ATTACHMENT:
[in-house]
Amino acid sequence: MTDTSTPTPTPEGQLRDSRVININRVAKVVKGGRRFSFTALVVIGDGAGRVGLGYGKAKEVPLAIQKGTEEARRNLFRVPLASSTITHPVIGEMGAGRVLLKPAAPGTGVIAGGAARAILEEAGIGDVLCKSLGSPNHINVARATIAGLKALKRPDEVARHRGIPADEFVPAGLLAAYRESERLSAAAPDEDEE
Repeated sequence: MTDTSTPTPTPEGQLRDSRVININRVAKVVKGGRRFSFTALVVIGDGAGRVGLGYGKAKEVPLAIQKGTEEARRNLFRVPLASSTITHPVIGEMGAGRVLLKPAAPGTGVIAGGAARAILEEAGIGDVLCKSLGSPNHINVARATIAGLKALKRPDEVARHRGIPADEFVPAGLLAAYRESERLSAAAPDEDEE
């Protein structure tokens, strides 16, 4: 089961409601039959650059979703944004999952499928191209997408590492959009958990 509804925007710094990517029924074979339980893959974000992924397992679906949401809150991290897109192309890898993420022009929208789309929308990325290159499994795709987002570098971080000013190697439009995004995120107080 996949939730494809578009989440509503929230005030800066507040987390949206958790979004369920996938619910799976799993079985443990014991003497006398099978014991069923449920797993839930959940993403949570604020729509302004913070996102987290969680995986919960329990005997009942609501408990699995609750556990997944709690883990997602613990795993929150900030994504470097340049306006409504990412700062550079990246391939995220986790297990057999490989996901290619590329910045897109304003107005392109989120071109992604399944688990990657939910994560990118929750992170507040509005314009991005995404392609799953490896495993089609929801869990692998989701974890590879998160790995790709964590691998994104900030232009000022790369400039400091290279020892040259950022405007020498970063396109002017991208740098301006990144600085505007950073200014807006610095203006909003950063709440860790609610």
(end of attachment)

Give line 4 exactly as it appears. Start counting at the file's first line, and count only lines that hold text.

């Protein structure tokens, strides 16, 4: 089961409601039959650059979703944004999952499928191209997408590492959009958990 509804925007710094990517029924074979339980893959974000992924397992679906949401809150991290897109192309890898993420022009929208789309929308990325290159499994795709987002570098971080000013190697439009995004995120107080 996949939730494809578009989440509503929230005030800066507040987390949206958790979004369920996938619910799976799993079985443990014991003497006398099978014991069923449920797993839930959940993403949570604020729509302004913070996102987290969680995986919960329990005997009942609501408990699995609750556990997944709690883990997602613990795993929150900030994504470097340049306006409504990412700062550079990246391939995220986790297990057999490989996901290619590329910045897109304003107005392109989120071109992604399944688990990657939910994560990118929750992170507040509005314009991005995404392609799953490896495993089609929801869990692998989701974890590879998160790995790709964590691998994104900030232009000022790369400039400091290279020892040259950022405007020498970063396109002017991208740098301006990144600085505007950073200014807006610095203006909003950063709440860790609610």